Machine learning (ML) is one of the main pillars of cybersecurity. This branch of artificial intelligence (AI) is present in most solutions that guarantee data and information security. It's a technology that allows people and companies to stay safe, helping them to block threats, such as malware and phishing, and to identify vulnerabilities. But there's another side. The dark side of the force. Cybercriminals also use AI and ML to develop more advanced and efficient threats and attacks.
Generally, when we talk about artificial intelligence and machine learning, we talk about the positive side, how AI and ML can help fight cyber threats. But in this post, we'll treat the issue from another perspective: how criminals are using AI and ML to make more effective and harmful attacks, especially to companies.
Our goal is to show you that even though cybersecurity solutions are evolving, malware, ransomware, phishing and other threats are evolving as well. Using artificial intelligence and machine learning, cyber threats and their creators have found new ways to spy, sabotage, spoof, destroy and commit frauds.
How machine learning is used in cyber attacks
1. Social engineering
Social engineering is a method, a technique used by cybercriminals to deceive and persuade people so that they provide confidential information or take a specific action, such as making a wire transfer or clicking on a malicious attachment. ML leverages crooks' actions by allowing them to collect information about companies, employees, and partners more easily and quickly. That is, machine learning potentiates the attacks that use social engineering.
2. Spam, phishing and spear phishing
Spam, phishing, and spear phishing are cybercrime types that rely on human failure to be successful. That is, someone needs to be cheated. ML is often used in these cases to train artificial intelligence with the goal of creating situations similar to real ones. Example: cybercriminals may use algorithms to understand the pattern of automated emails sent from Netflix or Apple to develop fake messages that look like the real ones.
3. Spoofing and impersonation
Spoofing and impersonation are techniques, terms used to refer to scams in which cybercriminals try to impersonate a company, brand or known person. With different algorithms, hackers can analyze in details different target aspects. Imagine that a hacker wants to impersonate your CEO to send you malicious emails. So he uses algorithms to understand how your CEO writes, using posts and articles from social networks. ML and AI can help create fake texts, fake videos, and even fake voices.
4. Ransomware, trojan, spyware and other malware
At some point, many cyber attacks use some form of malware, such as ransomware, trojan or spyware. Most malware infections occur by email and use attachments and malicious links. AI and ML have been used by hackers for the development of increasingly clever malware. There are malware capable of adapting to protection systems. This is what we call evasion techniques used by malware. In the end, we can say that it’s a struggle between bad machine learning versus good machine learning.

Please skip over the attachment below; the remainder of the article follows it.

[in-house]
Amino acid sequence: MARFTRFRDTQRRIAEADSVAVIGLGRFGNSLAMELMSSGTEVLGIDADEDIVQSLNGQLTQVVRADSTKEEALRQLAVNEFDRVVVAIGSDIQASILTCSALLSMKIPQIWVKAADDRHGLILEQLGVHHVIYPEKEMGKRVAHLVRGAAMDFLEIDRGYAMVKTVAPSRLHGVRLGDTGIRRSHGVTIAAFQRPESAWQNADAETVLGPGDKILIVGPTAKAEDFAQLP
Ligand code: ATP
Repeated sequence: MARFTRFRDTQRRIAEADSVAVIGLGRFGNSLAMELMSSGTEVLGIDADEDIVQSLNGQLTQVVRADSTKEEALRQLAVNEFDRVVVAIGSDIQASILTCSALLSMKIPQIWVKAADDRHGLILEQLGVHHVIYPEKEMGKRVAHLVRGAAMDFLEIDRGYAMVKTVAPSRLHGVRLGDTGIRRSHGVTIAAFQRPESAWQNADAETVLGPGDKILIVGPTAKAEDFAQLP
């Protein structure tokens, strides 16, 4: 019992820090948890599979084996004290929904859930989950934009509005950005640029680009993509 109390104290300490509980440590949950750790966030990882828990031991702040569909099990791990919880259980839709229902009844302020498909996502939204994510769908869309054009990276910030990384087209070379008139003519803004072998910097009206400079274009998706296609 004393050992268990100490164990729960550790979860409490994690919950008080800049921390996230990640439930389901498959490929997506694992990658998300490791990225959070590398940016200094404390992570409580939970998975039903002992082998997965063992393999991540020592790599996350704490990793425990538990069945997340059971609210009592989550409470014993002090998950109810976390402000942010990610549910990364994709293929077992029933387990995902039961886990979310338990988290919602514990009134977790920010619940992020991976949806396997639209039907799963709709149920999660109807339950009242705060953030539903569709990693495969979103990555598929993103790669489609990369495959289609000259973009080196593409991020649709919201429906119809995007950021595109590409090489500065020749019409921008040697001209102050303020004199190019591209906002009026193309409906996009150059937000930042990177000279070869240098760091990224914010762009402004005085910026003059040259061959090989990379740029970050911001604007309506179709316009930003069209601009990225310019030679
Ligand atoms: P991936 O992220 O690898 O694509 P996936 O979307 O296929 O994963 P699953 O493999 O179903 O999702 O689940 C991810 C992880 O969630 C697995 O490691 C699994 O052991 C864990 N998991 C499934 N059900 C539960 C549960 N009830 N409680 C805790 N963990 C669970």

5. Vulnerability discovery
Artificial intelligence, machine learning, and its algorithms have been increasingly employed in the discovery of vulnerabilities in software and systems. Vulnerabilities are errors and bugs that allow applications to be hacked. AI and ML help to identify these errors and bugs more quickly and easily. In the past, for example, an error could be identified within weeks. Today the same error could be identified in minutes, depending on the case. The problem is when these errors are used for dark purposes.
6. Captchas and passwords
Machine learning algorithms can be used by cybercriminals in cases of violation of captchas and passwords. In the case of captchas, ML allows the criminals to train their bot (or robot) to overcome some protection barriers. Likewise, ML helps crooks in cases of brute-force attacks for the discovery of passwords and credentials.
7. Bots and automation
Several parts and phases of an attack can be automated with the help of machine learning. Imagine that a hacker created a phishing email. He needs to send the email in small quantities to certain groups each time. Algorithms can help him with this. DDoS attacks, which use botnets or zombie machines, often involve the use of algorithms to coordinate attacks and make them more lethal.
We don't write this article to discourage anyone or propagate fear. It's just important for people to know that machine learning and artificial intelligence are also used by cybercriminals. Despite all this, ML and AI stand out today as one of the main solutions to block threats and attacks. They’re technologies that really have to do with data and information security.
Here at Gatefy, for example, our algorithms play a key role in our clients' security. They help us predict, identify and block malicious emails, which means fighting malware, phishing, spam, and other attacks. So we have been investing heavily in creating sophisticated AI and ML. The goal is always to be ahead of the criminals. That’s the game.